April 10, 2019 at 11:55 am #2320104
I'm currently doing an AUD simulation where the last portion of the sims says as following: n
Of the above that we consider misstatements, we should communicate them to management on a timely basis and request management to correct them. For any that management refuses to correct, we should consider their reasons. If we still believe they represent uncorrected misstatements, we should assess whether they have a material effect on the financial statements.
That's fine, what I do not understand is this following part (which turns out to be the “right” answer) – Our approach will be to reassess materiality, consider quantitative and qualitative factors, and determine that the misstatements neither individually nor in total approach materiality.
This is my 3rd attempt at AUD (2X with Becker and currently with Wiley). I'm not sure if Wiley is a bit outdated because I see the videos say 2014 and this may be it. But it does not make sense to reassess materiality because management refused to correct their misstatements! This pretty much cancels my knowledge of everything I have studied so far. Thanks in advance!April 10, 2019 at 1:34 pm #2320230
The only thing that immediately comes to mind is that sometimes a material misstatement due to a departure from GAAP could result in a smaller misstatement than if management had conformed to GAAP. In these cases, the misstatement/materiality is in some ways “reassessed”…though that's not how I would describe it.Perhaps someone with more extensive audit experience can interject here (I do mostly audits for non-profits).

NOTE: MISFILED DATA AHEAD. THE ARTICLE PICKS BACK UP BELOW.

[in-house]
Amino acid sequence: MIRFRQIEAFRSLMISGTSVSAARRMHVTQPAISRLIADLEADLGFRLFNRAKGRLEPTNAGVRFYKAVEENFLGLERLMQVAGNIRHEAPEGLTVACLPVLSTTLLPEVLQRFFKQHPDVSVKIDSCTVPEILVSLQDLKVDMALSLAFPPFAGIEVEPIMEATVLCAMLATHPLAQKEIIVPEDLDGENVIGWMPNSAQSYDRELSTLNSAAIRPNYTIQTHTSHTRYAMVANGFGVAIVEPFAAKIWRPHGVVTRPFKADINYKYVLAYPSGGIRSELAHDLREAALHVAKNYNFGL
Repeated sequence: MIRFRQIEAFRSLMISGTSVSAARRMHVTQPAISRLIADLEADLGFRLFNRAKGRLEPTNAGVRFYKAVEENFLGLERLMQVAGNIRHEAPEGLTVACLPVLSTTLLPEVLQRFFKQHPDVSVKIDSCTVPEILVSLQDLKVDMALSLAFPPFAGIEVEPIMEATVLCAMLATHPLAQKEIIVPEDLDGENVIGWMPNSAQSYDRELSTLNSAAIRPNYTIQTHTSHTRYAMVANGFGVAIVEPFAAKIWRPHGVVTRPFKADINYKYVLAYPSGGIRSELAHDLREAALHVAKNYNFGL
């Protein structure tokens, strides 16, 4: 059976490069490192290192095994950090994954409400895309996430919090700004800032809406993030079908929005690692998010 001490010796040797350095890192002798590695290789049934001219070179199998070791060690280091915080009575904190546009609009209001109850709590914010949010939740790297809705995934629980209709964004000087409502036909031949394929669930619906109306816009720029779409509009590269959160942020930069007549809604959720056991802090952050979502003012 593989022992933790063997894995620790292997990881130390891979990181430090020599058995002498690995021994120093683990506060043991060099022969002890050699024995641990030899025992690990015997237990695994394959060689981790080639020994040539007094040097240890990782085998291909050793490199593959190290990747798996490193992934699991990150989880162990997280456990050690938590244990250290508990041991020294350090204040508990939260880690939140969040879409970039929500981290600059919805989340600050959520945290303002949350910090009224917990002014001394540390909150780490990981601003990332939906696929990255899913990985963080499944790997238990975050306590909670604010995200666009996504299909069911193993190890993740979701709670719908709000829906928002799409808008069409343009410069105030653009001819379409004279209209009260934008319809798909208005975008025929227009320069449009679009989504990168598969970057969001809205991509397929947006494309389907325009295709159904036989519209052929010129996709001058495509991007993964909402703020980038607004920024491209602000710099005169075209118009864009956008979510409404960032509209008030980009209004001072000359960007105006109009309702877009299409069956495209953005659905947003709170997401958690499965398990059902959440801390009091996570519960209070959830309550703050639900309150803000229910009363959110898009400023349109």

In this question (and in many of the questions across all 4 tests), there are instances where the correct answer makes perfect sense to the question's author(s), but the reader (you) doesn't have the same context…In these cases, you may or may not miss the question.
All you can really do with these questions is go through each choice using GAAS and try to come up with the answer. More often than not you'll figure it out…this one is just worded oddly in my opinion.April 13, 2019 at 7:15 am #2326107
I think you are right. I am typing a MCQ from Becker for your reference.
According to PCAOB standards, when would a company be least likely to reevaluate established materiality levels of tolerable misstatements?
a, There is a substantial likelihood that misstatements of amounts less than the materiality level established for the financial statements a s a whole would influence the judgement of a reasonable investor.
b, Changes that occurred after the materiality levels were originally set are likely to affect investor's perceptions about the company's financial statements.
c, The client has stated that it will not be able to respond to the auditor's request for evidence within the prescribed timeframe.
d, Materiality levels and tolerable misstatement were originally based on estimated or preliminary financial statement amounts that differs significantly from actual amounts.
The answer is C. I feel this statement is similar to what you found in Wiley. I think there is no reason to reevaluate the materiality because of the client's reaction in this context. In fact, if you search “AS 2105: Consideration of materiality in planning and performing an audit” from PCAOB. The examples it list about reevaluation of materiality are b and d.
Sometime we need to trust our own intuition.
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